FTC Urges the Justices to Sell Shares in Mobile Tech Companies Before Considering Cell Tower Petitions
With the Supreme Court about to consider petitions in several third-party doctrine cases related to cell phone records, Fix the Court is urging the justices who own shares of publicly traded mobile technology firms to sell them before their May 11 conference.
As of Dec. 31, 2015, Chief Justice Roberts held up to $15,000 in Nokia stock; Justice Breyer owned up to $100,000 in EMC Corp. (now Dell EMC), one of the world’s largest cloud-computing providers, which may become involved in a cell data case; and Justice Alito – the only other justice to own shares in publicly traded companies – held numerous tech stocks and had an estate that included AT&T and Verizon securities, though his shares were distributed in March 2015.
It is plausible that, since the end of 2015, any one of these justices – or any of the six others – purchased shares in mobile technology firms, though the public won’t know for certain for months, if not years, since the justices are not covered by the law that requires public officials to disclose securities transactions within 45 days. The justices’ 2016 financial disclosure reports are scheduled to be released in late June or early July, and any transactions that have occurred since the beginning of this year won’t be released until mid-next year.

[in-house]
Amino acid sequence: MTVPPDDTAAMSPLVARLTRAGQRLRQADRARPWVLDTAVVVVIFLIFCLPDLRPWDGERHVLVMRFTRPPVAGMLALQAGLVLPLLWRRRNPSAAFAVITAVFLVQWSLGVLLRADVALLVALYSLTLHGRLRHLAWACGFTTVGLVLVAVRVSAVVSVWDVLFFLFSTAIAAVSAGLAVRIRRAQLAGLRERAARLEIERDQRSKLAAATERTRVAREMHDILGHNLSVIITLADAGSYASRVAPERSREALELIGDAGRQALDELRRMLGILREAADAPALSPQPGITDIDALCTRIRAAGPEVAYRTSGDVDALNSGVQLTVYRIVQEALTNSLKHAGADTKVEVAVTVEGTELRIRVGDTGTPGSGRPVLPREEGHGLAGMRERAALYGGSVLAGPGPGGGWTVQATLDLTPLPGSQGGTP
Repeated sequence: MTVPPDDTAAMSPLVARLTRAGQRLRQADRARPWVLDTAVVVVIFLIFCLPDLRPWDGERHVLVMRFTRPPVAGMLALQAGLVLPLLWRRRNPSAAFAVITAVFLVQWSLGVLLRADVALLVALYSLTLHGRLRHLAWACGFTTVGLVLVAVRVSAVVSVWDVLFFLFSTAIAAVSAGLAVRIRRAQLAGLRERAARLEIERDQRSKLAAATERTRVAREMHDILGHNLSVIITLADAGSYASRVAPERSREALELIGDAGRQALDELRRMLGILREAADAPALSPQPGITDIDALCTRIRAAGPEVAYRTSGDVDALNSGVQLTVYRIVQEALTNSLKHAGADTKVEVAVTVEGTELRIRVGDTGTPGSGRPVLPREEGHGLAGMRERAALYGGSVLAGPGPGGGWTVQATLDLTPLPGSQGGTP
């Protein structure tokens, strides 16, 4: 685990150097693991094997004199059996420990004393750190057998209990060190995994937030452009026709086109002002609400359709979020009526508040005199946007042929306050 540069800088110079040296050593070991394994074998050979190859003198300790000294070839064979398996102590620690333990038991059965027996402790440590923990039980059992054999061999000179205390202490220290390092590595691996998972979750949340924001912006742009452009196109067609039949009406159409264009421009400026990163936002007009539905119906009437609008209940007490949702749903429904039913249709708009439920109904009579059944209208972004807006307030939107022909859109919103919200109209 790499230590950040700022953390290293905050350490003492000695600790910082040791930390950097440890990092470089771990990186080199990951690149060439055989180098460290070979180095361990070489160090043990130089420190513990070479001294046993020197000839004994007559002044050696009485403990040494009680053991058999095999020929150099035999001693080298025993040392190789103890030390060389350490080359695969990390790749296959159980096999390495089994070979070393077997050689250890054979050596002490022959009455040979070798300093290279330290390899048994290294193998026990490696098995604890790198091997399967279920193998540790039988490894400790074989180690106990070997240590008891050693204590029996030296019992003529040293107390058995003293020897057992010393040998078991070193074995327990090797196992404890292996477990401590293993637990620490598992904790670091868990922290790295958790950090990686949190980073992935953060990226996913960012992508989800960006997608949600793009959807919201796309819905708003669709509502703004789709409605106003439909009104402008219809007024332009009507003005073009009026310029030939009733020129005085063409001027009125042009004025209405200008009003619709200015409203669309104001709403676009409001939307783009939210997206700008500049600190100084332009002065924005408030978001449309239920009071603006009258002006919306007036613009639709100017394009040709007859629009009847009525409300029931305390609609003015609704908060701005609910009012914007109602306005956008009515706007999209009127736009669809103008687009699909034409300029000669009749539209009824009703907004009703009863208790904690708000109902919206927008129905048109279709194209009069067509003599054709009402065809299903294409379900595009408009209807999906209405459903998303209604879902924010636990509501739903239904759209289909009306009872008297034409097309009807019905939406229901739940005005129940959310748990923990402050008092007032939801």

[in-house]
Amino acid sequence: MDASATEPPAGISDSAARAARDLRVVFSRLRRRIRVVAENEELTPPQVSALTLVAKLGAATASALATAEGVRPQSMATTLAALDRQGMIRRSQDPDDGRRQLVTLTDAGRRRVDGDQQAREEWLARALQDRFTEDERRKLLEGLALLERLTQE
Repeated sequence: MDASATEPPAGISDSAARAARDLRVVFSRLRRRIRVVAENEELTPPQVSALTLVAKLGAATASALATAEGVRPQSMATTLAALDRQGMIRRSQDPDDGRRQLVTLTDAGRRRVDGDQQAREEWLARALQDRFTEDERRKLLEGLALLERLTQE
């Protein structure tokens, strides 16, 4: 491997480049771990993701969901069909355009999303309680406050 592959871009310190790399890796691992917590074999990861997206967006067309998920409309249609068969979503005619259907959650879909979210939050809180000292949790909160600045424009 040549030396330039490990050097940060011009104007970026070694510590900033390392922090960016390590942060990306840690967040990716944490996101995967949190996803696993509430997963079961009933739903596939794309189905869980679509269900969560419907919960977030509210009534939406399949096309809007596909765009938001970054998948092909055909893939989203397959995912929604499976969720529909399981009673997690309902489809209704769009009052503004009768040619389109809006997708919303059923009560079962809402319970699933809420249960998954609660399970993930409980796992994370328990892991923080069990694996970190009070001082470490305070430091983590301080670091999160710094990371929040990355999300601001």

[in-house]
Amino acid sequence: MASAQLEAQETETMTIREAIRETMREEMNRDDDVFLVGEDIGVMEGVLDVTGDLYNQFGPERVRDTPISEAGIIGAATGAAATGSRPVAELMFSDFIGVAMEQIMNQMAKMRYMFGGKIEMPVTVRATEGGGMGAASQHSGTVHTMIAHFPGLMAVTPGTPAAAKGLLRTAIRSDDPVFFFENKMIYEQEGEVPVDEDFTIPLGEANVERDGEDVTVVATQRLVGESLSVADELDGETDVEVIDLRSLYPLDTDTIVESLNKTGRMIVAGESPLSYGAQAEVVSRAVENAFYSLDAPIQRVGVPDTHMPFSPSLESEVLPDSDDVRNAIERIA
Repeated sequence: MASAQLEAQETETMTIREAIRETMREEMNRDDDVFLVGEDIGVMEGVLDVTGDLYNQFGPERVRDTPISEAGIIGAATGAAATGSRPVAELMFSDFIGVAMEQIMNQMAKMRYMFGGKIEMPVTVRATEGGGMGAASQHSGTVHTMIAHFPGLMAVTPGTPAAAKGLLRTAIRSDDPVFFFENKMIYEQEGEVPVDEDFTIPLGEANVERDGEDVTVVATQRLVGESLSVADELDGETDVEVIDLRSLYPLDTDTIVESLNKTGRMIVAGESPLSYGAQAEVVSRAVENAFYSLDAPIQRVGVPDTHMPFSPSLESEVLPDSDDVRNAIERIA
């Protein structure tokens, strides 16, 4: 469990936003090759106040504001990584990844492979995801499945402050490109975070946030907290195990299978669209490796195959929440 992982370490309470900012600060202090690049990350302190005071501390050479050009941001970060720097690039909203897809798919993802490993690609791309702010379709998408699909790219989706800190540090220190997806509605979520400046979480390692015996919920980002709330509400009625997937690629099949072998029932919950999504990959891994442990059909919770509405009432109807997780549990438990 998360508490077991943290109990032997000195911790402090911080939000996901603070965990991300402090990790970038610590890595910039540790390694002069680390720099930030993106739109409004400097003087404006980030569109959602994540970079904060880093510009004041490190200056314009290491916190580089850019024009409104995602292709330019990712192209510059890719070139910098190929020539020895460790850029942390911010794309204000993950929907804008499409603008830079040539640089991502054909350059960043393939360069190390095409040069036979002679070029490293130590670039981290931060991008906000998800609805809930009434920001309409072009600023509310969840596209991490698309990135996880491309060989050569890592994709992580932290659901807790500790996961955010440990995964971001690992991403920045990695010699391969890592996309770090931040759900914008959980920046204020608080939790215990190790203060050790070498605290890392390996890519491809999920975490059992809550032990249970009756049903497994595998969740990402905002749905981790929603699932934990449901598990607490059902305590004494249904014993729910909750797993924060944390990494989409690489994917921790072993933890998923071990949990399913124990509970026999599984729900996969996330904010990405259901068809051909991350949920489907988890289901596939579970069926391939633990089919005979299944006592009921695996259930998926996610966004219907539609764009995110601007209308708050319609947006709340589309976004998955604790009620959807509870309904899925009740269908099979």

“The Supreme Court is famous for its neo-Luddism, both in terms of how the institution has ignored best practices in modern governance and how its justices often seem befuddled by basic technology,” Fix the Court executive director Gabe Roth said. “Nevertheless, the justices should be well aware of the conflict-of-interest laws on the books, and given the likelihood that publicly traded telecom companies will be litigants or amici in the cell tower cases, the justices should ensure they do not have a financial interest in their outcome.”
Fix the Court has urged the justices to divest from all of their individual securities or at the very least place those securities in a blind trust while they serve on the court.